Rocky, our 2 year old Quarter Horse stallion, is being trained to be a performance horse. A reined cow horse in particular. I can’t just wish it to happen.
It’s my responsibility to properly prepare him to be able to perform.Spins, sliding stops, and flying lead changes all require the simple
prerequisite of “Body Control.” You don’t have to do it my way, but you have to have some way to control and move your horse’s individual body parts.
We’ll call these series of exercises Four Part Harmony. These parts consist of my horse’s head and neck, shoulders, rib cage, and hind quarters.
In a quartet, it’s important that each member knows their specific part. If the song sounds bad, a good director will recognize which part
is incorrect and practice with that individual until they learn their part. The group can then be brought back together and sound
harmonious. It’s the same way with your horse. If they don’t execute a correct flying lead change, you need to figure out which body
part is in need of help. If you can get that body part more maneuverable and shaped up, then you can come back and execute the maneuver correctly. Let’s practice!
Part One: Head and Neck I’ve already addressed the need for softness in your colt’s head and neck
in a previous article. Remember, if they don’t feel good in the face you’re not going to like anything else they do. Here is an additional exercise to help with head and neck control:
When walking in a circle, ask your colt to follow your direct rein and wrap around your inside leg. I call this a train track circle. You want his body
arced in the direction in which you’re going. Rather than just pulling him around, you need to take and give with your inside rein. See if he can keep
stepping in this circle even when the rein is not tight. Watch your rein. Are you able to draw his nose into the circle and have him maintain that position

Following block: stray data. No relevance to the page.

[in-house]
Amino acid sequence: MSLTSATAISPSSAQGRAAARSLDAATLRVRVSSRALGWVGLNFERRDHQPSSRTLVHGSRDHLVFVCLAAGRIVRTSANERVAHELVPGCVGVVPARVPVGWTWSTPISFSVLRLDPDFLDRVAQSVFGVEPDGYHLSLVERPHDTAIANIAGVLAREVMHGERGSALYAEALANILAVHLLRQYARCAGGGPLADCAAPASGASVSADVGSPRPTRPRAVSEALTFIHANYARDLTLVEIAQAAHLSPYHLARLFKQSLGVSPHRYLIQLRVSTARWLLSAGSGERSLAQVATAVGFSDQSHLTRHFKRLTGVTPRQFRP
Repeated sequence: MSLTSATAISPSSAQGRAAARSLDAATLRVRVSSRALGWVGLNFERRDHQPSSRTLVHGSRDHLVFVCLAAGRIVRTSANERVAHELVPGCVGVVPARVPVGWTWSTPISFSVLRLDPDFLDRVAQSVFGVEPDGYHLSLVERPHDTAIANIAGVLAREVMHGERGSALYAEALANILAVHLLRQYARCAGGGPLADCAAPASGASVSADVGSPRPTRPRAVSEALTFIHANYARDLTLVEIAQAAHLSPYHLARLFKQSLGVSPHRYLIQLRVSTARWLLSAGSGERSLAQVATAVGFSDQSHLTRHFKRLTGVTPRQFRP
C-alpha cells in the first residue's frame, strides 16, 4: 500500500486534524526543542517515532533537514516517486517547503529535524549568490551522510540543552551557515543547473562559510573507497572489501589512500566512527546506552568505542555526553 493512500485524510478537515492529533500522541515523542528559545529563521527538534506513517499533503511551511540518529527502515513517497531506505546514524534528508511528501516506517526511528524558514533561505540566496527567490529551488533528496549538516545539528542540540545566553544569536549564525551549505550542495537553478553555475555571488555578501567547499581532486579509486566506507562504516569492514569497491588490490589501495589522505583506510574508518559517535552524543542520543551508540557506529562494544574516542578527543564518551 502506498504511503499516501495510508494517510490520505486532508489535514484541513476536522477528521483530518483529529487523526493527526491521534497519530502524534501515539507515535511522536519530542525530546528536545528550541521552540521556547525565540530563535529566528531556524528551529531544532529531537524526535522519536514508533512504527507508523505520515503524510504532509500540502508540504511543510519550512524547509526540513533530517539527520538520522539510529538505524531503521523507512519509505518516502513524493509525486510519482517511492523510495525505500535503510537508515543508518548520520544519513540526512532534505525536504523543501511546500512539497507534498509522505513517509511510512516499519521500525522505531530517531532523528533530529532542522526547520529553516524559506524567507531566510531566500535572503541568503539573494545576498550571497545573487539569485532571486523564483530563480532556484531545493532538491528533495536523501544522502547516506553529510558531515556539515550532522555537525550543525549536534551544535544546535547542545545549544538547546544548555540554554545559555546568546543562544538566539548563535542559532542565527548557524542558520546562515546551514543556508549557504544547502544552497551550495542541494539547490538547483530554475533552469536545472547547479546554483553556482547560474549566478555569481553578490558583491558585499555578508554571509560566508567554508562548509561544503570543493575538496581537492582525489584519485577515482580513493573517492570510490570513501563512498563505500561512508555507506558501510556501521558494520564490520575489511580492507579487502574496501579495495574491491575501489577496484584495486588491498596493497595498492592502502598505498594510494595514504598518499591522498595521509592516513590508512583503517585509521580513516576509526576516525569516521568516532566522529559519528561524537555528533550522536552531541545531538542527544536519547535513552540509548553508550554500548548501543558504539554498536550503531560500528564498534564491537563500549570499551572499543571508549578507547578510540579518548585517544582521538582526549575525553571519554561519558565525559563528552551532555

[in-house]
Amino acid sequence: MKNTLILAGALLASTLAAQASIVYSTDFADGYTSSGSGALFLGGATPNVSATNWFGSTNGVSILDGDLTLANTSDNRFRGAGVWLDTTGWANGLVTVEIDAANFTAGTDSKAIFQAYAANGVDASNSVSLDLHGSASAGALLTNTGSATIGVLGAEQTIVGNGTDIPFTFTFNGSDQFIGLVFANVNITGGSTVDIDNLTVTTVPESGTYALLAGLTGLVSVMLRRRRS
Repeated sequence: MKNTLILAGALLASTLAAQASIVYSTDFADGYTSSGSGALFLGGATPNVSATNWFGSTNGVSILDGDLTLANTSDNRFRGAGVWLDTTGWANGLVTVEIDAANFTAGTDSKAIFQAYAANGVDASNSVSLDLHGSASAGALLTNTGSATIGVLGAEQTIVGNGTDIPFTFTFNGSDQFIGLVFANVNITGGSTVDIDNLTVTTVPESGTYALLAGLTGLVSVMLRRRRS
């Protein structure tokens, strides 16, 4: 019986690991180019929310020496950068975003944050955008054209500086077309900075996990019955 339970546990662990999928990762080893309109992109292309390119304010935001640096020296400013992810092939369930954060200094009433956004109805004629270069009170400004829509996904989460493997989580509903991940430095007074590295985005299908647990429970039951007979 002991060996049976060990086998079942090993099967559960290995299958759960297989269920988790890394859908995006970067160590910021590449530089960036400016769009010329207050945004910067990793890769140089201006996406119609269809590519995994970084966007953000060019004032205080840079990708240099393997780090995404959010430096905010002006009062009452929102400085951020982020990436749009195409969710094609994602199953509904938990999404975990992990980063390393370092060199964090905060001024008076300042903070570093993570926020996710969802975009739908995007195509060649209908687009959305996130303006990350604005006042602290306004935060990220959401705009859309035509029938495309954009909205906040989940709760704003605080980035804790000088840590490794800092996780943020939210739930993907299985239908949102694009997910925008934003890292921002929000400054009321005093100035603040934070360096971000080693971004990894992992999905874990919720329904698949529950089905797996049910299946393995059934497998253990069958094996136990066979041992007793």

for a couple steps with float in the rein? You’re asking him to start the circle and then follow the “feel” of your rein and hand rather than you just dragging him around. This circle will be important as we progress to the
Part 2: Shoulders The lack of shoulder control will haunt you in almost every performance maneuver you attempt. Whether
it’s loping a circle, spinning, stopping, or changing leads you have to be able to lift and move your horse’s
shoulders for them to stay balanced and athletic. Start with a train track circle (we’ll go to the left.) You
can see his left eye and he is wrapping around your left leg. Now pick up your right rein and draw it
towards your left shoulder. Move your left leg away and press with your right leg forward, near the cinch. Keep your circle and maintain your forward momentum. Your horse is now in a counter bend. He is
leading with his shoulders and his nose is tipped slightly to the outside of the cinch. Start off with just a few
steps and then let him back into a train track circle. You will probably need to counter balance your horse
with the left rein as well. We begin this at the walk. Down the road Rocky will be comfortable doing this shoulders-over exercise at the trot and lope as well. This is one of the few exercises that I do in a counter
bent position where I actually want to see my horse’s outside eye.
Part 3: Rib Cage What I am referring to in essence is a side pass. Add enough forward momentum and
you can call it a half pass. Side passing denotes straightness. That means no counter bending in this exercise. In kindergarten Rocky learned how to leg yield. He moved off
my leg with his nose tipped away from the direction he was going. Now I’m going to ask him to side pass with straightness. If I can see his outside eye, then it is not correct. You
can start this maneuver while walking forward. Draw your left rein toward your right shoulder (we’ll be side passing to the left.) Open your left leg and press your right leg
directly in the middle of his barrel. Counter balance with your right rein if necessary, but don’t tip his nose to the outside. You want to feel his front and hind legs cross over
simultaneously. If you aren’t getting good grades in a simple leg yield and you don’t have good head and neck control, this is probably going to fall apart. That’s okay. Go back
to the basics and strengthen your foundation. Side passing with straightness is probably the hardest of the exercises to master. Yet rib cage control is essential for performance
horses. Don’t be concerned with forward drift in this maneuver. If he is rocked back, he will not cross over correctly. If you can side pass to the left, can see his left eye, and